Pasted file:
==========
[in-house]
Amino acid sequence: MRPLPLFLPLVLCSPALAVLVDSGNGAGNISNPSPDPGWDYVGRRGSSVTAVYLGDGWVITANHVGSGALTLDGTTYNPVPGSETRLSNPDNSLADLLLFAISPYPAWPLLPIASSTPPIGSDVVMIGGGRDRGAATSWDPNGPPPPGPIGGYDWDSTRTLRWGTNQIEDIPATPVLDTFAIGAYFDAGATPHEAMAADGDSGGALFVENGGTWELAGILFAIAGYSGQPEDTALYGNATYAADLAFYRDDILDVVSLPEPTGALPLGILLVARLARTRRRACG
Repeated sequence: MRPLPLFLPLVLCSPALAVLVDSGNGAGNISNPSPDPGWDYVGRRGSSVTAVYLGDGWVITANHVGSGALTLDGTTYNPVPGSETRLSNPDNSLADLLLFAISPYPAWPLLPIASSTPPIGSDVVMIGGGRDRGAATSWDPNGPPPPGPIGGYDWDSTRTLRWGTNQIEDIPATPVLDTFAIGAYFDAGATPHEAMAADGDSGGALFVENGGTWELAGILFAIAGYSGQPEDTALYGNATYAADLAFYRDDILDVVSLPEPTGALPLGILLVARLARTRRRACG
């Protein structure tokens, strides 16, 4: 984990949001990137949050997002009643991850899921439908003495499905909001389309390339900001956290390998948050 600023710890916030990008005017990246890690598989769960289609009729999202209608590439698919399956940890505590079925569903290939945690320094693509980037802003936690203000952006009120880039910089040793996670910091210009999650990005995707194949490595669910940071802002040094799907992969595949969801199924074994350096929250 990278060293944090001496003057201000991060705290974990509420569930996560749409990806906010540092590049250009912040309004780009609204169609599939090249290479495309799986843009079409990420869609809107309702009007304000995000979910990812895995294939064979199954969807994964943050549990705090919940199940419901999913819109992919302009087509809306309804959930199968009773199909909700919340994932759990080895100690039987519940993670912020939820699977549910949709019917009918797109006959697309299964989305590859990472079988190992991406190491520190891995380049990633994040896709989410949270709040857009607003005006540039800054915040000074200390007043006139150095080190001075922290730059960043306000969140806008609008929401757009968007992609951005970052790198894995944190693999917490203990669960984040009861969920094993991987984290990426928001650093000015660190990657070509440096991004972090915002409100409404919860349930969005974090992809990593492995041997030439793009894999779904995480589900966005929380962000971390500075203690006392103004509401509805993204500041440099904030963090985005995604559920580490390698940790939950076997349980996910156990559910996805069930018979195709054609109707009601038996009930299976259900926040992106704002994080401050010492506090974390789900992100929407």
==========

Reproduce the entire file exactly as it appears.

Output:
[in-house]
Amino acid sequence: MRPLPLFLPLVLCSPALAVLVDSGNGAGNISNPSPDPGWDYVGRRGSSVTAVYLGDGWVITANHVGSGALTLDGTTYNPVPGSETRLSNPDNSLADLLLFAISPYPAWPLLPIASSTPPIGSDVVMIGGGRDRGAATSWDPNGPPPPGPIGGYDWDSTRTLRWGTNQIEDIPATPVLDTFAIGAYFDAGATPHEAMAADGDSGGALFVENGGTWELAGILFAIAGYSGQPEDTALYGNATYAADLAFYRDDILDVVSLPEPTGALPLGILLVARLARTRRRACG
Repeated sequence: MRPLPLFLPLVLCSPALAVLVDSGNGAGNISNPSPDPGWDYVGRRGSSVTAVYLGDGWVITANHVGSGALTLDGTTYNPVPGSETRLSNPDNSLADLLLFAISPYPAWPLLPIASSTPPIGSDVVMIGGGRDRGAATSWDPNGPPPPGPIGGYDWDSTRTLRWGTNQIEDIPATPVLDTFAIGAYFDAGATPHEAMAADGDSGGALFVENGGTWELAGILFAIAGYSGQPEDTALYGNATYAADLAFYRDDILDVVSLPEPTGALPLGILLVARLARTRRRACG
């Protein structure tokens, strides 16, 4: 984990949001990137949050997002009643991850899921439908003495499905909001389309390339900001956290390998948050 600023710890916030990008005017990246890690598989769960289609009729999202209608590439698919399956940890505590079925569903290939945690320094693509980037802003936690203000952006009120880039910089040793996670910091210009999650990005995707194949490595669910940071802002040094799907992969595949969801199924074994350096929250 990278060293944090001496003057201000991060705290974990509420569930996560749409990806906010540092590049250009912040309004780009609204169609599939090249290479495309799986843009079409990420869609809107309702009007304000995000979910990812895995294939064979199954969807994964943050549990705090919940199940419901999913819109992919302009087509809306309804959930199968009773199909909700919340994932759990080895100690039987519940993670912020939820699977549910949709019917009918797109006959697309299964989305590859990472079988190992991406190491520190891995380049990633994040896709989410949270709040857009607003005006540039800054915040000074200390007043006139150095080190001075922290730059960043306000969140806008609008929401757009968007992609951005970052790198894995944190693999917490203990669960984040009861969920094993991987984290990426928001650093000015660190990657070509440096991004972090915002409100409404919860349930969005974090992809990593492995041997030439793009894999779904995480589900966005929380962000971390500075203690006392103004509401509805993204500041440099904030963090985005995604559920580490390698940790939950076997349980996910156990559910996805069930018979195709054609109707009601038996009930299976259900926040992106704002994080401050010492506090974390789900992100929407």